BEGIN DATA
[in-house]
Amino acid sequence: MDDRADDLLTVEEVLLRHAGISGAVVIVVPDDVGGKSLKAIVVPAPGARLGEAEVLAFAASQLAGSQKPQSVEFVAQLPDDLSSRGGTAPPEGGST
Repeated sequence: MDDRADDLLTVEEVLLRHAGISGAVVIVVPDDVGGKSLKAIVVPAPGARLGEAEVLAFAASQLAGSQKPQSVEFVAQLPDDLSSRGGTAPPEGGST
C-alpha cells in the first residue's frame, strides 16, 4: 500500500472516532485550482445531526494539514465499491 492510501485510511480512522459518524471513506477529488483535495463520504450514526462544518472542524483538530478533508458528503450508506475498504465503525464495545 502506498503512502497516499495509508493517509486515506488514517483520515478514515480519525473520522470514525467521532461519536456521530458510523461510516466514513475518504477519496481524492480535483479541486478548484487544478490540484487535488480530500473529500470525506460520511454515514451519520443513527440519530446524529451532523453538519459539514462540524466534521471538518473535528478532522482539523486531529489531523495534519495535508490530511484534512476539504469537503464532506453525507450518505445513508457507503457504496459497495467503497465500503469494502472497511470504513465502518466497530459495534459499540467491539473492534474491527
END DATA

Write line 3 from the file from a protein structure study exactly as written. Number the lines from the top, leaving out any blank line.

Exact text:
Repeated sequence: MDDRADDLLTVEEVLLRHAGISGAVVIVVPDDVGGKSLKAIVVPAPGARLGEAEVLAFAASQLAGSQKPQSVEFVAQLPDDLSSRGGTAPPEGGST